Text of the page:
and Filanovsky are discussing over artistic solutions and the meanings of the Hebrew letters as a set design element.
The second act of the opera just contemplates on the word, considerations of its mystical meaning and its creative potential and can be read as a credo of Yukhananov, who has himself created a new world out of words. The chorus mutters, whimpers, babbles, alluding to the magic power of language. The music by Filanovsky is full of mystery, and sometimes even sinister. It’s based on some apocalyptic rhetoric gestures (chorus, organs, synthesizer, trumpets), going into low instrumental sounds accompanying the bass voice of the old silent Gondolier (Andrei Kaplanov) who is singing at the bottom of his range, stretching each word, producing a slow motion effect. The young Chasid (the moving tenor of Sergey Malinin) drawls on one frequency, producing a sobbing lamentation and crying that marks the whole opera and resonates with the lamentations of Jeremiah the Prophet who foresaw the destruction
of Jerusalem – one of the Drillalian catastrophes. As the film projection starts showing meteor showers, the young Chasid changes his clothes and transforms himself into the Drillalian Prince: the initiation has been completed.


The atmosphere of the third part of the operatic cycle – Act One written by Alexey Sioumak – is completely different and alludes to early horror films or the aesthetics of Ligeti’s opera Le Grand Macabre. Polystilistic, eclectic, grotesque and camp music gives it a typical theatrical nerve and illustrates perfectly well the circumstances of the Prince’s birth: he has been conceived by a Werewolf and Lady Lyadi on a holy haystack. Everything here is obscene and bawdy, and the vulgar atmosphere is emphasized by the costumes and the red light. The Prince encounters the Lace Maker, his fate, for the first time. This part of the opera­novel is most theatrical in the sense
of dramatic action, it shows a parade of ghosts, the dark side of the Drillalian identity.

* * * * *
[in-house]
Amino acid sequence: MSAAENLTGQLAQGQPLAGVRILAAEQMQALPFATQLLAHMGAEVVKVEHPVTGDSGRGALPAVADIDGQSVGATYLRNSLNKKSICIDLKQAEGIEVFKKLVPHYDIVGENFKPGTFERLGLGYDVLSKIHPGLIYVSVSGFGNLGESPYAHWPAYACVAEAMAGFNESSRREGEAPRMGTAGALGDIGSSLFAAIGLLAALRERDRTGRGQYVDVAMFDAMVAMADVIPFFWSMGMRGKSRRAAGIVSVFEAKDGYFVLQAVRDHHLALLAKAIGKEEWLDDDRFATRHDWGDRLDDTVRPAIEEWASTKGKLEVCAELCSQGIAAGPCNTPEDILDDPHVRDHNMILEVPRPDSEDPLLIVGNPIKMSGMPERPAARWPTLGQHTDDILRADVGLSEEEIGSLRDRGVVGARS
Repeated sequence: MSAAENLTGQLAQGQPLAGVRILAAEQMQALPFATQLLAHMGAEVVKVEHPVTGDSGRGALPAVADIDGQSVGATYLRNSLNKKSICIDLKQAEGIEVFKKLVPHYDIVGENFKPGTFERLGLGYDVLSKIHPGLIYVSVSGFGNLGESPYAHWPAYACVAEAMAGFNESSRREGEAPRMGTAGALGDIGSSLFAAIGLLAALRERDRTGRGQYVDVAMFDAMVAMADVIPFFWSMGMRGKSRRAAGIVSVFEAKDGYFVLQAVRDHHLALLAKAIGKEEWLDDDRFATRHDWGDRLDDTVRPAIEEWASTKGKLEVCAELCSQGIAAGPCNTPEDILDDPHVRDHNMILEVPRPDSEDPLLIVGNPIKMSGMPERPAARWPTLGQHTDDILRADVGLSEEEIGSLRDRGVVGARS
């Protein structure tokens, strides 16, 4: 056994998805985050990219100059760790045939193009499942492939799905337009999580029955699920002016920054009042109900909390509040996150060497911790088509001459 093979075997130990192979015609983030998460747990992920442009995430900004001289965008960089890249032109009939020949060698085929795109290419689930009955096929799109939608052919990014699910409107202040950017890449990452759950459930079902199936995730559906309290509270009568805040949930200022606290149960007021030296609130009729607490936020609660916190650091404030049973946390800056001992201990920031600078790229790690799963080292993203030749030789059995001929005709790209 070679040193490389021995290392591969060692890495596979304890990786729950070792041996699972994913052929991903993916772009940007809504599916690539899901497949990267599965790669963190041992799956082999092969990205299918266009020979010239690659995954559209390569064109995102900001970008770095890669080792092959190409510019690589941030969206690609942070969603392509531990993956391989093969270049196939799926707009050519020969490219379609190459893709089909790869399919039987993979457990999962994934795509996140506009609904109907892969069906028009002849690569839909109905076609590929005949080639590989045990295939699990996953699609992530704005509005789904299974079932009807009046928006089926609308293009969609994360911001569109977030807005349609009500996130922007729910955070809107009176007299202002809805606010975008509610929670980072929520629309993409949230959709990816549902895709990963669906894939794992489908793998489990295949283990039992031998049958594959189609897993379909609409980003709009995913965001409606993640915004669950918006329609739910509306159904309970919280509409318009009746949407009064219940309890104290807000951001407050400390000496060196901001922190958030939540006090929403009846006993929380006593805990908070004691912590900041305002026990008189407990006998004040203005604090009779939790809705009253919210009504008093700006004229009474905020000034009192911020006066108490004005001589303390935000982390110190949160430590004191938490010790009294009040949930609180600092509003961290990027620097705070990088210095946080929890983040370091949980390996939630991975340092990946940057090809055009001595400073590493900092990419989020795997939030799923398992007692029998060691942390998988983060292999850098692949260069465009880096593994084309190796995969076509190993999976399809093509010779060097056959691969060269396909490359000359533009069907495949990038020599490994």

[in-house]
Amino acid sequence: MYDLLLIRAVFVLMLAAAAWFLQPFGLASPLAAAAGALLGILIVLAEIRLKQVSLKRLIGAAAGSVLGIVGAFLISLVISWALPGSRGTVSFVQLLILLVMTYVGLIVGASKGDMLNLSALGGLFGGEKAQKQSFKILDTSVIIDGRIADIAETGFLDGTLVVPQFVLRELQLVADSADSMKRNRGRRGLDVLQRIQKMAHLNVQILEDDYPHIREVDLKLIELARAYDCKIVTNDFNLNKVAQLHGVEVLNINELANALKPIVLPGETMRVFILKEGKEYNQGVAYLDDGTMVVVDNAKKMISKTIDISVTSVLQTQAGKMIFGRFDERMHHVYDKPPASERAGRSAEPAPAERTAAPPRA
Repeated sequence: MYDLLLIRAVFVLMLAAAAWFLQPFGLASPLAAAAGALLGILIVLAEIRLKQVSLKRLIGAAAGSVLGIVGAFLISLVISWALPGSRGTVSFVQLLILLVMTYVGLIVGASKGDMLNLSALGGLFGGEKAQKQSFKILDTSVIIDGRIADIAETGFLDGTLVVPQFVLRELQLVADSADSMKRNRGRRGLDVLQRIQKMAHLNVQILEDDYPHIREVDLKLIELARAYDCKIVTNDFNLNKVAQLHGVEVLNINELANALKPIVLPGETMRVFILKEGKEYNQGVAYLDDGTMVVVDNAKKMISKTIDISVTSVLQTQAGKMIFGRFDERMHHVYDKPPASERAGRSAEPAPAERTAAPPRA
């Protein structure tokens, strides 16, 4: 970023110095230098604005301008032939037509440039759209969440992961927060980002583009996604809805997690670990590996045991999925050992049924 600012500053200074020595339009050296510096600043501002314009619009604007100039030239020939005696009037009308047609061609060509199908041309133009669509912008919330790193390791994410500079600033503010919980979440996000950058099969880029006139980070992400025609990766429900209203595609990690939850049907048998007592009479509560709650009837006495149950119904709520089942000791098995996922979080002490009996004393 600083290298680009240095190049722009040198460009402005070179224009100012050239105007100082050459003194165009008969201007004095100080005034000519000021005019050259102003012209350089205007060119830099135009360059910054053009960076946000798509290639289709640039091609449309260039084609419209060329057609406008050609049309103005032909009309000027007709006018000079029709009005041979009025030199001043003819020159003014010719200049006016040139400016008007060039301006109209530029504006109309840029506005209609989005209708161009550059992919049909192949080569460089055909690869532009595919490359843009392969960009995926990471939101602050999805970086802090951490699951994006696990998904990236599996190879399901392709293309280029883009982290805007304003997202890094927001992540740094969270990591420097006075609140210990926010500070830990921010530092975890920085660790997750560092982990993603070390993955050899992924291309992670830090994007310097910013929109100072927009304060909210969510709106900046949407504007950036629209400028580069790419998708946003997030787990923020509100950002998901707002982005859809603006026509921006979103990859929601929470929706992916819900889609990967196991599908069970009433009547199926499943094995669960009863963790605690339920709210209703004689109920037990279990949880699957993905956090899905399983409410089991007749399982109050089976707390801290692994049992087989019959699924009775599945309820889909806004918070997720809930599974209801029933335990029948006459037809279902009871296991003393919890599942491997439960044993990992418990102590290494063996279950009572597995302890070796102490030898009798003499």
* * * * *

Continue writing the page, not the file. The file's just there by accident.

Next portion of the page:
In the next, fourth part of the series – Act Two composed by two composers: Sergej Newski and Alexey Sysoev – we find ourselves in a world of darkness for good, but this time it’s closer to reality: a blinking neon Animal Planet, a red light district, and a suburb scenery build the background for some poetic, hermetic considerations of the Prince, wearing an impressive
red cloak. The beginning of the part shows a mysterious and
menacing tableau of hanging people. The music written by Newski is very calm and softened, the most ascetic of
the whole opera­novel, as if the composer intended to leave the space for words, not drowning them in the sounds. Silences, quiet noises, clattering of glasses, sighs, but also a distant memory of Venice in long vocal sounds recalling the late music of Luigi Nono, next to some stylized court dancers accompanying a Centaurus. The continuation by Sysoev is more vivid, and recalls Jewish history again. The main person is Rabbi Zalman Shneur from Lyadi, the author of the book Tanya, who we see drowning in volcanic lava …
The last part is entitled Act Three. The Final Act is composed by Vladimir Rannev. The performers form a solid group, recalling the island situation, surrounded by waves in the shape of turning drills. Above the musicians, three vocal soloists are standing, this time lacking roles, occurring just as abstract figure­voices: a soprano (Alyona Parfyonova), a tenor (Sergey Malinin) and a bass (Andrei Kaplanov). This opera epilogue
is quite static and probably the most abstract moment of Sverliytsy. The theatre is reduced to a minimum. Beside some changes of light, nothing is happening during the hour and a half of performance, the whole dramaturgic weight resting upon the music. Even the text is completely subordinated to